Traditional notions of management are great if you want compliance. But if you want engagement, self-direction works better.
Daniel Pink, author of Drive: The Surprising Truth About What Motivates Us
We’re exploring this premise in a Grade 12 business course I’m teaching at the moment. Students have been charged with committing to a SMART goal, the only requirements being that:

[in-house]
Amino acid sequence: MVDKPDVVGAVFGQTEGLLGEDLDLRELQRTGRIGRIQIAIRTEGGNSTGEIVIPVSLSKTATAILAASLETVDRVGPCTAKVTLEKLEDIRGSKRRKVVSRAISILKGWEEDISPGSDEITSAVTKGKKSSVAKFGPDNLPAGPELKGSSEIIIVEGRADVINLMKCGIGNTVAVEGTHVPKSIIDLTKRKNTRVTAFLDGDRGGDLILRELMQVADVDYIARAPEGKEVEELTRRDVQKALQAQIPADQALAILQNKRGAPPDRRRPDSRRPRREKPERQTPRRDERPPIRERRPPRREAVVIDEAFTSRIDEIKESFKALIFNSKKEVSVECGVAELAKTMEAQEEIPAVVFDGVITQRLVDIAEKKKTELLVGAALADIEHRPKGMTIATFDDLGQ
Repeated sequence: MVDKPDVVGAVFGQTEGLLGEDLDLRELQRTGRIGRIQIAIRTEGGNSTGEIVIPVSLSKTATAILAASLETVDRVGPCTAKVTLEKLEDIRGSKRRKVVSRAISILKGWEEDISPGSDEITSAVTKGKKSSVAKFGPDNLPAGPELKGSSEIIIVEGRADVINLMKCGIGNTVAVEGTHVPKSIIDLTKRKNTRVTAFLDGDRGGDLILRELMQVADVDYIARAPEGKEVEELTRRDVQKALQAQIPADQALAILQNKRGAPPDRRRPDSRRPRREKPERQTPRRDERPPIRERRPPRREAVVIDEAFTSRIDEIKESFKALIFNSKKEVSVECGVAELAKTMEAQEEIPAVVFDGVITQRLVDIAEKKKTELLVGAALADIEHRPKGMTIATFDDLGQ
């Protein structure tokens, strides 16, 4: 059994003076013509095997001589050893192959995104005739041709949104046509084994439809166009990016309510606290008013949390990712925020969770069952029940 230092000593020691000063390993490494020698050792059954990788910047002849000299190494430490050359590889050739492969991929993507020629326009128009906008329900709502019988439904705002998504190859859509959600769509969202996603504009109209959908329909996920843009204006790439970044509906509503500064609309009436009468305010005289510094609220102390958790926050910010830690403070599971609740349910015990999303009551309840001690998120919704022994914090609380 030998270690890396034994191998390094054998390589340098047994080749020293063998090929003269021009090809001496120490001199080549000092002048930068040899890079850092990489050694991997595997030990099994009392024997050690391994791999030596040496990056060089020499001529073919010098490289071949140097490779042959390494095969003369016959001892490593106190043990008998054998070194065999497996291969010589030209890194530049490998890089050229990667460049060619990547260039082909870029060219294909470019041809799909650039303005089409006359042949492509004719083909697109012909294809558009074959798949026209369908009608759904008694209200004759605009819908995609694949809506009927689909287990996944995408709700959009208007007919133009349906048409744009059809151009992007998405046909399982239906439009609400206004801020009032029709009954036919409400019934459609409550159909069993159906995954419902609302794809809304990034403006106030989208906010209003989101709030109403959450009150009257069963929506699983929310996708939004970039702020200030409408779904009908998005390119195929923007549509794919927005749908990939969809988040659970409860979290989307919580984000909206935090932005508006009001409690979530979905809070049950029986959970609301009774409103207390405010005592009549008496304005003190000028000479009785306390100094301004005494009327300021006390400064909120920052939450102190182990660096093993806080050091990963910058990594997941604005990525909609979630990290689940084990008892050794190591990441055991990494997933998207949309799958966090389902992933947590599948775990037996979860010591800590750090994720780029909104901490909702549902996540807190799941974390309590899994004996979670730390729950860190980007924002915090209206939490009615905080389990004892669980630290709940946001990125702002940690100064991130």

1) create something that doesn’t already exist (not necessarily tangible)
2) be an undertaking of their own choosing (should be a get-to-do way to spend their time)
3) be a legal activity
Students are required to document their process, and will share their experience with the class upon their return from Christmas holidays. It’ll be interesting to see the extent to which they pursue their goals, and whether self-direction can motivate students towards an excellence of their own choosing.